Saturday, November 1, 2008

Jackson, Miss.

Friends: Even though the Natchez Trace Parkway is accompanied by nothing more than a bare sliver of a shoulder, hardly worth mentioning, it is a designated bikeway. Commercial traffic is barred, though there were occasional RVs the size of Greyhound buses. There were hardly any smaller RVs, as the price of gas has no doubt grounded most of the traveling retirees in the modest-sized campers. Only those who can afford the half-million dollar monstrosities can afford to fuel them.

The traffic was so minimal, that Waydell and I were able to ride side by side. We had ample time for one of us to drop back when we heard the approach of a vehicle coming from behind us. We'd been on the Parkway for over an hour, chatting and reveling in the thick forest flanking both sides of the road, when I pulled back as a car was about to catch up to us. It paused before passing and announced, "Ride single file at all times on the Parkway." It was a Ranger. Evidently it isn't enough of an issue to post signs with such a warning. At more sane gas prices there is no doubt enough traffic on the Parkway to keep the cyclists in single file.

We joined up with "The Trace," as the locals call it, in French Camp, 181 miles from its finish at Natchez on the Mississippi River, about 150 miles up river from New Orleans. It was a little over 80 miles to Jackson, where we would catch a train back to Chicago. French Camp is home to the French Camp Academy, established in 1885 as a home for five to eighteen year olds whose parents can't care for them. It is going stronger than ever, presently home to 186 children. We stopped in at a welcome center/bakery and had three lengthy conversations with people who work there who were interested in our travels. In the South it seems impossible to have a quick, passing chat. No one is in a hurry and is happy to talk and talk.

One woman's husband was in charge of the school's bicycle program. They have a car but rarely use it. Kids regularly ask her husband if he has a car, as they always see him on his bike. He introduced his son to the bike at an early age. He did 80 miles as an eight year old on The Trace and by his early teens had done a metric double century (125 miles). As many have, she asked us if we had much touring experience. Waydell immediately piped up and said, "This is my first tour."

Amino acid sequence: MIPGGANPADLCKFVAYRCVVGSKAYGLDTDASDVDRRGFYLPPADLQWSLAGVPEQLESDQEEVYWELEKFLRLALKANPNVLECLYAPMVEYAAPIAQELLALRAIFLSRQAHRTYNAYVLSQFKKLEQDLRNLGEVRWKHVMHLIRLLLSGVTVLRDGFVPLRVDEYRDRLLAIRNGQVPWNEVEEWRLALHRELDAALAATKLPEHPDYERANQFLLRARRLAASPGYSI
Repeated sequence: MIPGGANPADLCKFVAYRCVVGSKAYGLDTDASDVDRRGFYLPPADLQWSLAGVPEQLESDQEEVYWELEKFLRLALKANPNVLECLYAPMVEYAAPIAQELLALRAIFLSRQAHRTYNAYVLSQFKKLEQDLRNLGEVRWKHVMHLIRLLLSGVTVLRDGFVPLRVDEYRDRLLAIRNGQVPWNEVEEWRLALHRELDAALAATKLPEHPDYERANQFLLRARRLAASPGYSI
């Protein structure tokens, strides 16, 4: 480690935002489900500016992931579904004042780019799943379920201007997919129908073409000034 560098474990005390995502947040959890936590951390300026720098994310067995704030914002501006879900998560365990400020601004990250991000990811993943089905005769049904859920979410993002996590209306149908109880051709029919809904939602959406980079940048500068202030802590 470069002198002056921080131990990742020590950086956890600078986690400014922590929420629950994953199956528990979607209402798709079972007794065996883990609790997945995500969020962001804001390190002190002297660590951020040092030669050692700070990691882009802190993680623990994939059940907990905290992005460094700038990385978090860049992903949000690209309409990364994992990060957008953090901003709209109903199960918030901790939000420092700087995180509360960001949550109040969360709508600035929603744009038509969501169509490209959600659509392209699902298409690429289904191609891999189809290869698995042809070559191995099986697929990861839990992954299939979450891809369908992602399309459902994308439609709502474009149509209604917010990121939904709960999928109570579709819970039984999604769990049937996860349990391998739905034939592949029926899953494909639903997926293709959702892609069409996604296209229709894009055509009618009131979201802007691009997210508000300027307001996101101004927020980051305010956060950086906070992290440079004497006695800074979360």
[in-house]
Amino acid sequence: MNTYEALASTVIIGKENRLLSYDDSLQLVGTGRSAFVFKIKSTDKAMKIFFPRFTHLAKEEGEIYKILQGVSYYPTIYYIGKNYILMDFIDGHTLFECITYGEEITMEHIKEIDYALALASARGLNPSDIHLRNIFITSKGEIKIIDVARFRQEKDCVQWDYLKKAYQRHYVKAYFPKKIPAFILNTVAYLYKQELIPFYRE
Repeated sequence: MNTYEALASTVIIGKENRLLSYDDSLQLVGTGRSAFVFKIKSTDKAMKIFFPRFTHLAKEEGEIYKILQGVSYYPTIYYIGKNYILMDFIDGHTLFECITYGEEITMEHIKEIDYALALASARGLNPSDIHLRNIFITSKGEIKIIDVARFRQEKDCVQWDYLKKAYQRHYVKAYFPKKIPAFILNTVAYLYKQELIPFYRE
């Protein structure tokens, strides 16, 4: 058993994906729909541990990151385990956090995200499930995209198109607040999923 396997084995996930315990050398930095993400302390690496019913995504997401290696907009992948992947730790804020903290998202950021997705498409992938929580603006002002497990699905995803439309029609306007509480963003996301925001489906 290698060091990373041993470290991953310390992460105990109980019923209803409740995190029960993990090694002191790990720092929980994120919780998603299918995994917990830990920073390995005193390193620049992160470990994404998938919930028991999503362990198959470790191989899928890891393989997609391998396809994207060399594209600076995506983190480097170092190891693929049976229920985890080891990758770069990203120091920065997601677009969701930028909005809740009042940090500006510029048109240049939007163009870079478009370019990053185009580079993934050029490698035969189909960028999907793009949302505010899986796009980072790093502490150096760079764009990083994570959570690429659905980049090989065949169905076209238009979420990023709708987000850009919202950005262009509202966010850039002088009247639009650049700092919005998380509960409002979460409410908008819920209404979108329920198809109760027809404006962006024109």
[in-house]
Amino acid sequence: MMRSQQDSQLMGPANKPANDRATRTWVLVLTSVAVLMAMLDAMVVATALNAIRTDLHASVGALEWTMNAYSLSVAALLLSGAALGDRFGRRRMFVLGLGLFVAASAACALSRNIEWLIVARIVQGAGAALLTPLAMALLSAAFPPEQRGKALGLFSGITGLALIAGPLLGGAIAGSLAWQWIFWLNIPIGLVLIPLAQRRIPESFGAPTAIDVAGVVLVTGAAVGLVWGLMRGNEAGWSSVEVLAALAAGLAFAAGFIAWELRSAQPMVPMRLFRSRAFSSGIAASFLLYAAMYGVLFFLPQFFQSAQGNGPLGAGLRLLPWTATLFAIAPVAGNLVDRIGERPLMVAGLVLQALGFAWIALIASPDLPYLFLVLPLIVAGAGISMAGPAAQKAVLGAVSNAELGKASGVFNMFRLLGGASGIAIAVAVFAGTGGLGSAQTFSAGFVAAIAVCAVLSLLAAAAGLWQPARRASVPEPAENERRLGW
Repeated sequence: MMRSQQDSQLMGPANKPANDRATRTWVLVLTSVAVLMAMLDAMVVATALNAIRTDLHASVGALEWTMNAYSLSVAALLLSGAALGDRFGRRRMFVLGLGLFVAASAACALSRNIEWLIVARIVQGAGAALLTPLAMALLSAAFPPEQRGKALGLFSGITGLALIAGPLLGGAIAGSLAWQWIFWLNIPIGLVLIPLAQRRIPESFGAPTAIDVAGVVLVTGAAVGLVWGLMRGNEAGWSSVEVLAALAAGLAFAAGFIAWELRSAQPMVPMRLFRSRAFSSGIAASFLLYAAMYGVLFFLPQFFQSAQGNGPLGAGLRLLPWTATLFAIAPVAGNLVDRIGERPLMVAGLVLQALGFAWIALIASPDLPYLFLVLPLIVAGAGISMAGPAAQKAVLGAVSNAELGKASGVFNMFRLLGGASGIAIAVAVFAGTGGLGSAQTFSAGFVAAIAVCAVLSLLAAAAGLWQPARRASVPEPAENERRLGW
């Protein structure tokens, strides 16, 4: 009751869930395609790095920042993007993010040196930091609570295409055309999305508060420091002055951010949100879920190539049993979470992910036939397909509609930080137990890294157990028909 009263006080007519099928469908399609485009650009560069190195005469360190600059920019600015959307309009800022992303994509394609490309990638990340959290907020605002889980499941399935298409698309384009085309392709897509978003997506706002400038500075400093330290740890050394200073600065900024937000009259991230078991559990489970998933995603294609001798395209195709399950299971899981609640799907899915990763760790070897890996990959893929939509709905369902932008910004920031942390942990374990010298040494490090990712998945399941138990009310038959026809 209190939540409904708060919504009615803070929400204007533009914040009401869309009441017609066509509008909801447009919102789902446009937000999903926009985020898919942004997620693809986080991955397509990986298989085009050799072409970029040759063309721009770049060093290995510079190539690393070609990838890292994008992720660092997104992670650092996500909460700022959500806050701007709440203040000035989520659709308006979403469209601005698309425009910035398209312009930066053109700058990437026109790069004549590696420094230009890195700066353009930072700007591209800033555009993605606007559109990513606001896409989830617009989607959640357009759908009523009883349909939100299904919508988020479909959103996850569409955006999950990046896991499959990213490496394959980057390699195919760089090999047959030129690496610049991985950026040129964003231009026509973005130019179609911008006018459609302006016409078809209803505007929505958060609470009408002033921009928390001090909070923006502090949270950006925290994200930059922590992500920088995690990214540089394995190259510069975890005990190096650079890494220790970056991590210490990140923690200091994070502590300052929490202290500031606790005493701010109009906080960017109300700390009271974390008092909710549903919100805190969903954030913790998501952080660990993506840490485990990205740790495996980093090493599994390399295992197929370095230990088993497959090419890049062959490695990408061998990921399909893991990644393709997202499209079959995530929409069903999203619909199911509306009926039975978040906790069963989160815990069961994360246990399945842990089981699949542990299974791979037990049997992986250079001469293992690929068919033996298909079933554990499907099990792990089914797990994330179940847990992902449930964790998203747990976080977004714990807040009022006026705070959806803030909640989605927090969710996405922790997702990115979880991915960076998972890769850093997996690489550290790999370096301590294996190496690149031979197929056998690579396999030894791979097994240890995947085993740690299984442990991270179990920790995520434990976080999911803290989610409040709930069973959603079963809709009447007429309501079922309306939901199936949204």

"How many miles are you doing a day," she asked.

"We're averaging about 75 a day, but we did 112 miles two days ago," I said.

"That's pretty good," she said, then proved her cycling acumen posing a question no one had yet asked us, "Do you take turns drafting?"

When Waydell answered, "Yes," she gave her a quick look of heightened respect and approval and said, "That's impressive."

We turned off The Trace after twenty miles for food and to check out the Visitor Center at Kosciusko, named for a Polish immigrant who came to the U.S. in 1776 at the age of 30 to fight for the Revolution. He was an engineer and helped design West Point. He eventually settled in this town. He is no longer the town's most famous person. That honor now belongs to Oprah. The Visitor Center had a large portrait of her and brochures showing the way to her home. It was a slow day at the Visitor Center. Waydell and I talked to the chatty retired couple who volunteer there on a part-time basis for over an hour before the next visitor came in. We talked about everything but politics. I made several allusions to the election, but like just about everyone else we've met, they chose to steer clear of the topic.